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Landscaping and tree care: major challenges in condominiums

From community gardens and green roofs to a complete overhaul of the landscaping, landscaping can increase both the value of a property and its residents' quality of life.

These practices also present significant challenges within condominiums, where decision-making processes, structural issues, allocated budgets and maintenance are becoming increasingly complex.

Before embarking on a landscaping project, it's important to learn about the best practices to adopt, and then assess the overall investment required to ensure sustainability and avoid unpleasant surprises. That's why it's often best to rely on the expertise of companies and professionals in the field.


Most landscaping projects in condominiums involve the repair or renewal of existing structures. Often symptomatic of a lack of planning and inadequate maintenance management, such work underscores the importance of devising a detailed, long-term plan that takes into account how residents will use the property and the possible modifications to be considered.

As Isabelle Séguin and Caroline Marcotte, landscape architects with urban and regional planning consultancy BC2, point out, "the involvement of a landscape architect in the upstream planning phase allows us to consider all the factors that go into a coherent, sustainable development that complies with current regulations. The firm, which works with real estate developers, has accumulated expertise in residential and condominium projects. Their recommendations? "Look beyond the initial appeal of putting a condominium up for sale, and invest in projects that take into account the layout of the various parts, for a homogeneous and pleasant layout, the longevity and quality of the materials used, municipal bylaws such as those of the boroughs, and above all, the different uses to which the installations will be put."


Caroline Marcotte also stresses the lack of consideration given to existing structures when modifying existing landscaping. As attractive as community gardens and green roofs can be, it's imperative to carry out a thorough study of the underlying infrastructure. It's easy to puncture a waterproofing membrane with a misplaced stake, or damage a concrete slab when covering an underground parking lot or roof as part of green initiatives. Unfortunately, disasters are not uncommon, and lack of planning is most often the cause.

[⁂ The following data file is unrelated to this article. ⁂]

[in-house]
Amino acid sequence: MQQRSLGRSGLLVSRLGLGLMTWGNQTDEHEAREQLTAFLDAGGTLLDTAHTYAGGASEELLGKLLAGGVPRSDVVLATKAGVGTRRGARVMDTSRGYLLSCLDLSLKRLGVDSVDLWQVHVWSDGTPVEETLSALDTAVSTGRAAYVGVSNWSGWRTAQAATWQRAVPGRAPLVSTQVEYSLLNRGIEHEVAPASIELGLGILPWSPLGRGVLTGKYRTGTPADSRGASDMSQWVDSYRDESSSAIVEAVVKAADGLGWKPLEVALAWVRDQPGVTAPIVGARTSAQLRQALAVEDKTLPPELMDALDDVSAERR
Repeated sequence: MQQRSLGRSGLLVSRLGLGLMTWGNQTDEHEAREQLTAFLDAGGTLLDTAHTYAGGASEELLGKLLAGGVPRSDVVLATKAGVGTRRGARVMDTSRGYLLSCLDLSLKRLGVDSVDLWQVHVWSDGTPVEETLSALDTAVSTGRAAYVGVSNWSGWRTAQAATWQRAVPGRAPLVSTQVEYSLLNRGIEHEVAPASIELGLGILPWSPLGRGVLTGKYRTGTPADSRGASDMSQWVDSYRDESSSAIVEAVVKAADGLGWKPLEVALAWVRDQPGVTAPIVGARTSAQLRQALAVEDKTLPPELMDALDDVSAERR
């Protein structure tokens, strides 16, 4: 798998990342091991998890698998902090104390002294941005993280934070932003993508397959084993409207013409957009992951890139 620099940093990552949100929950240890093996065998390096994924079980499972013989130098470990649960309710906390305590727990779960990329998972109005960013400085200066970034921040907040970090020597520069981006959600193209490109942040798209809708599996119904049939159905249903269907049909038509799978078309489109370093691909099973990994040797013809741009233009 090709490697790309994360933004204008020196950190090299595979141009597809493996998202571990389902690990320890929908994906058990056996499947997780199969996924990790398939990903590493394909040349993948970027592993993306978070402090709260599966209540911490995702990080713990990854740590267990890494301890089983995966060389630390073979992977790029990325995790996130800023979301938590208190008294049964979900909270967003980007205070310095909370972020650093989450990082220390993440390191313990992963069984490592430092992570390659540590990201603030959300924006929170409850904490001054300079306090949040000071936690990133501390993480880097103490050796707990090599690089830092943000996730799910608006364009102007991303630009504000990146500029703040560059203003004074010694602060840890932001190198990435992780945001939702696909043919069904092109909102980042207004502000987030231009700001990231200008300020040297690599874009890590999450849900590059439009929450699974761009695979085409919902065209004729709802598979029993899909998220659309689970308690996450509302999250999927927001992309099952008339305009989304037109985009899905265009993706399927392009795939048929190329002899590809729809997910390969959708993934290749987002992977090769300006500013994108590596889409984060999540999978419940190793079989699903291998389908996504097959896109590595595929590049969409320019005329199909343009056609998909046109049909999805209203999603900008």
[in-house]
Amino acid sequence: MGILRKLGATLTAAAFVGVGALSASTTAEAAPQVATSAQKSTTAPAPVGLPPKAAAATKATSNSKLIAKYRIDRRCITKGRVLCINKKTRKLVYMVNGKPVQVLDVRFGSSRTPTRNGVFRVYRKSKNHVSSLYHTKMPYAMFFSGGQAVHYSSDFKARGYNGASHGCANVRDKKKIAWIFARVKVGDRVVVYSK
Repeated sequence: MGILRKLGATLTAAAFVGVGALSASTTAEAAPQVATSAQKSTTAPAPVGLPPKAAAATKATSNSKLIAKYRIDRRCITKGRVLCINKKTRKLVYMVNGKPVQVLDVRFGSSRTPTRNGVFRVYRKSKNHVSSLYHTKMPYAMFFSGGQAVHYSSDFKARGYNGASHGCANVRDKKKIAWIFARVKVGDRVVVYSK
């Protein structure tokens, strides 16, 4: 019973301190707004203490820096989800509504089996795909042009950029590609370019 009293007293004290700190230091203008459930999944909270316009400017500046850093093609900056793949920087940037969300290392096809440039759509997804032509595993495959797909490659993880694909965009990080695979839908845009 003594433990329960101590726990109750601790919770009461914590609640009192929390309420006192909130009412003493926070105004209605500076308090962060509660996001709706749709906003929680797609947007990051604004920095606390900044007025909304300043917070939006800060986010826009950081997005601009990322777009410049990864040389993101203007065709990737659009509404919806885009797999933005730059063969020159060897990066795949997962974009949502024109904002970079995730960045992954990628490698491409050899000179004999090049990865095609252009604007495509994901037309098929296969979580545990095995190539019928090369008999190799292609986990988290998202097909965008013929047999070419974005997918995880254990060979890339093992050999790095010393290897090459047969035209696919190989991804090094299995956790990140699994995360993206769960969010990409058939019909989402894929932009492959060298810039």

Whether it's a simple green lawn, an ornamental or community garden, a recreational area such as a swimming pool or children's playground, or the installation of a terrace, it's clear: the entire condominium must be considered, and the structures in place must be properly researched with the appropriate experts to avoid damaging them.

The possibilities for enhancing or upgrading landscaping can be as inspiring as they are successful. Whether it's reducing heat islands by installing well-designed green roofs or creating lush, eco-friendly gardens, the key is to be well-informed about the scope of these projects, their feasibility in relation to existing structures, the budget required and their maintenance. In other words, you need to have a well-developed, well-studied and well-budgeted plan!


It's essential that co-owners be properly equipped to choose the approach best suited to their reality, from among the wide range of possible landscaping projects. This is precisely what Éric Trépanier, expert arborist at Élagage M.C., says about tree planting: "There is no one species of tree more suited than another; it's the environment and conditions that determine the ideal choice. Although aesthetics are disproportionately considered when selecting one species over another, he insists on the motto that must be adhered to first and foremost: "the right tree in the right place".

Choosing the right species for your condominium